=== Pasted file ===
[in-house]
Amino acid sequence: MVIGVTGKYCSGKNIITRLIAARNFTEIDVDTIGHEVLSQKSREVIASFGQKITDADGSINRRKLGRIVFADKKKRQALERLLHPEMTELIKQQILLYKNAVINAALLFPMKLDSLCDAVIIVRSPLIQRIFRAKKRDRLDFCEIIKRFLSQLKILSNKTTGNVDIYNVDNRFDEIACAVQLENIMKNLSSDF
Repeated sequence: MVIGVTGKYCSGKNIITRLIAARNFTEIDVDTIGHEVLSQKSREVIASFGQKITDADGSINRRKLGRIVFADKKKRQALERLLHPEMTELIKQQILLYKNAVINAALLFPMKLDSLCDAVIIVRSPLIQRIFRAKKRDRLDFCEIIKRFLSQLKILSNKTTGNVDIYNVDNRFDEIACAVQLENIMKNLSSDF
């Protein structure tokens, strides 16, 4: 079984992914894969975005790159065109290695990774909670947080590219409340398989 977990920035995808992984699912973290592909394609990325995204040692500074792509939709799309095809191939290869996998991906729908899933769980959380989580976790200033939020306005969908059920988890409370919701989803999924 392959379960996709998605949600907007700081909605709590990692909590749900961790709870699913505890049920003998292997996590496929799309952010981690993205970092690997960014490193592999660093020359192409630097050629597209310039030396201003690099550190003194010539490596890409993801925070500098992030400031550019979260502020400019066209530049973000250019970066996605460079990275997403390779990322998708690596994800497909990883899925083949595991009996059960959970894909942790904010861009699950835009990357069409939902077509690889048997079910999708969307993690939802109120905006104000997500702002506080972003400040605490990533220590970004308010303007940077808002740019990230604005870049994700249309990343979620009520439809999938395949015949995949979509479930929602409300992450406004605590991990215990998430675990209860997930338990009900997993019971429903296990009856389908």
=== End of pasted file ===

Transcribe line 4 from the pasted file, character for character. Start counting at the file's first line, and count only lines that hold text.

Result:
């Protein structure tokens, strides 16, 4: 079984992914894969975005790159065109290695990774909670947080590219409340398989 977990920035995808992984699912973290592909394609990325995204040692500074792509939709799309095809191939290869996998991906729908899933769980959380989580976790200033939020306005969908059920988890409370919701989803999924 392959379960996709998605949600907007700081909605709590990692909590749900961790709870699913505890049920003998292997996590496929799309952010981690993205970092690997960014490193592999660093020359192409630097050629597209310039030396201003690099550190003194010539490596890409993801925070500098992030400031550019979260502020400019066209530049973000250019970066996605460079990275997403390779990322998708690596994800497909990883899925083949595991009996059960959970894909942790904010861009699950835009990357069409939902077509690889048997079910999708969307993690939802109120905006104000997500702002506080972003400040605490990533220590970004308010303007940077808002740019990230604005870049994700249309990343979620009520439809999938395949015949995949979509479930929602409300992450406004605590991990215990998430675990209860997930338990009900997993019971429903296990009856389908």